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Highlights from our CQC inspection in May 2010

Today we received the draft report of our key inspection in May 2010, and we are very pleased with how CQC have recognised the quality of life at Rose Lodge. As the report is not yet available on the CQC website, I have summarised the highlights here:

OVERALL RATING: GOOD (2 stars).

CHOICE OF HOME: GOOD .

People benefit from a good admission and assessment practice, which ensure that the home is able to meet their needs.

“Staff told us in their survey that they had enough support, experience and knowledge to meet the different needs of people living at the home, which demonstrates that the home does not admit people inappropriately”.

HEALTH AND PERSONAL CARE: GOOD.

People living at the home benefit from living at a home where their individual physical, psychological and emotional needs are met by well informed staff.

“We also observed how staff were quick to pick up on people’s changing moods, offering reassurance when people were upset, and subtly intervening when people became distressed or agitated. A good level of observation by staff and appropriate intervention meant that throughout the day the atmosphere remained calm and relaxed.”

“A visitor told us that they visited at different times of the day and always found the home to have a calm atmosphere.”

“We saw a recent report from a visiting pharmacist , which confirmed that medication is safely managed. “

“Staff took time to make eye contact and be at the same level as the person they spoke with. We saw staff explaining to people what they were going to do before they carried out a care task, for expample  explaining how they were going to help someone move. Staff acknowledged people’s past achievements and roles in life, as well as acknowledging help that people provided around the home, which also helps maintain people’s dignity.”

DAILY LIFE AND SOCIAL ACTIVITIES: GOOD.

People living at Rose Lodge benefit from the home’s commitment to offer varied activities and occupation, which helps keep them stimulated and provides an improved atmosphere at the home.

“On the afternoon of our inspection, a quiz took place run by an external entertainer. Some people taking part were supported by staff, while others answered independently, with everyone being praised and listened to amidst laughter and a relaxed atmosphere.”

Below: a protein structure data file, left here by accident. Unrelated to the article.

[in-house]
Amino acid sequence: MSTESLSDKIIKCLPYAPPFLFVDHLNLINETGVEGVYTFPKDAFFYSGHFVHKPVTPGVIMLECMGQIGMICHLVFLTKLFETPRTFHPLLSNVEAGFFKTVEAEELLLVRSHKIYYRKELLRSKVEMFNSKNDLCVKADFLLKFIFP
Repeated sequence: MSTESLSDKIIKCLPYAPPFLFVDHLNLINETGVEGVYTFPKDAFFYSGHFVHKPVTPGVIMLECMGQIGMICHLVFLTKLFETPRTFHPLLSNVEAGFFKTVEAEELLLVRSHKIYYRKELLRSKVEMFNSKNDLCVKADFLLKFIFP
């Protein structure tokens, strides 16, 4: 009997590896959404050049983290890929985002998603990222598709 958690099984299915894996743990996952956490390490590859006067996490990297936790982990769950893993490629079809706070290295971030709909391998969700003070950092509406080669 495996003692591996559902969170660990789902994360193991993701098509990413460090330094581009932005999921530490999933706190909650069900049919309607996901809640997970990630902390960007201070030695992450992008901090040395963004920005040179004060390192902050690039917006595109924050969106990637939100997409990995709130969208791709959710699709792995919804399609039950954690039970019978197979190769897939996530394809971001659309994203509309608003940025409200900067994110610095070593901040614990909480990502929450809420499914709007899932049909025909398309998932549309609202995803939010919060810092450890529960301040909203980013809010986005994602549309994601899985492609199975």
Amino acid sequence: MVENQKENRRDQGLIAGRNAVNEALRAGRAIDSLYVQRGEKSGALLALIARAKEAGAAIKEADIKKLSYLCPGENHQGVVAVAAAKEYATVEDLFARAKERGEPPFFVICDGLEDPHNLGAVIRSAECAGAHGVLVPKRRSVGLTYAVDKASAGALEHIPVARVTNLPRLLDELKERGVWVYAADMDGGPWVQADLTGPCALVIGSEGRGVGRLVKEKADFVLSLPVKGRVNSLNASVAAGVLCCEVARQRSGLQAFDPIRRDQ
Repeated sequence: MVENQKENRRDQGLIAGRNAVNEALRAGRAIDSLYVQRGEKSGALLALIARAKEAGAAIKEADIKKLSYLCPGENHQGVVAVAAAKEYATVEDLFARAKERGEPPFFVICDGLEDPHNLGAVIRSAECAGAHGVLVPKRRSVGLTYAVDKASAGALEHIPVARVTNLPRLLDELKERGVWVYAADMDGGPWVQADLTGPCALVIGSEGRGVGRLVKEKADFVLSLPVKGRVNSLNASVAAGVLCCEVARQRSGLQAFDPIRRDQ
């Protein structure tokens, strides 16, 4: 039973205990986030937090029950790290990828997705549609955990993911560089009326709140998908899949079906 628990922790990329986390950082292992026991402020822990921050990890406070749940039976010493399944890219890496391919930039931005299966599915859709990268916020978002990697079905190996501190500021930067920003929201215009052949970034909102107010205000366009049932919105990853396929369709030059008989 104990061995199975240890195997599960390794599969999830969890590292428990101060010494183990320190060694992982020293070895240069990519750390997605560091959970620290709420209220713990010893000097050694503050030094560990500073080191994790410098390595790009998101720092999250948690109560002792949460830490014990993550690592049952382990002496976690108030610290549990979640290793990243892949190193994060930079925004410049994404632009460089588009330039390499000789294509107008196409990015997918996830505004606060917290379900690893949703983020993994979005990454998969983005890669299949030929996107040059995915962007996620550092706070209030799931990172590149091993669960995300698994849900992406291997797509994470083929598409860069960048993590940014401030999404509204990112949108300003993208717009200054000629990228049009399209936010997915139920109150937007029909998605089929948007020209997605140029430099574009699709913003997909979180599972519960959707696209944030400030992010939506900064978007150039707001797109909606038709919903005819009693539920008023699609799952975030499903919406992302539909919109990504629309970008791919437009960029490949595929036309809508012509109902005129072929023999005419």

” A person visiting the home told us they always felt welcomed by staff and we saw another visitor being greeted warmly by staff and being offered tea while they sat and chatted with their spouse”.

“There has been significant work to make the large garden an attractive and welcoming place to be with raised flowerbeds and plants and vegetables grown by the people living at the home. During our visit we saw people being supported to access the garden, watering plants and feeding the fish. They looked relaxed, interested, and interacted with the staff commenting on their surroundings.”

“A person visiting the home commented on the sense of calm in the home, and we noted that the atmosphere had improved since our last visit with people being occupied and staff appearing confident in their roles. A staff member commented in their survey that “the home is now a happy environment”.

“The main meal was well presented, with a selection of vegetables and served on appropriate crockery, and smelled appetising. We watched how a number of people seemed to really enjoy their food, making appreciative noises as they ate and requesting more. People were offered a range of cutlery to meet their needs and staff intervened sensitively for those that needed support.”

“Later in the day, people were given a buffet lunch, which included lettuce grown in the home’s garden. We saw home made cakes and saw that the kitchen was well stocked.”

COMPLAINTS AND PROTECTION: GOOD.

The home has responded to complaints in a timely manner, and has shown that the safeguarding of the people living at the home is taken seriously.

“A relative told us that staff were approachable if they had a problem, and six visitors told us in their survey that generally they know who to speak to informally if they had a problem and five knew how to make a formal complaint.”

ENVIRONMENT: GOOD.

Changes to the home’s environment has made the home a more attractive place to live and has increased people’s independence. The home is clean, odour free and well maintained, which makes it a pleasant place to live. 

“There have been improvements to the appearance of the home, both externally and internally, as well as to the layout of the communal areas. These improvements have been made to help compensate for people’s mental health needs. The communal areas are clean and we saw fresh flower arrangements, attractive tablecloths and place settings.”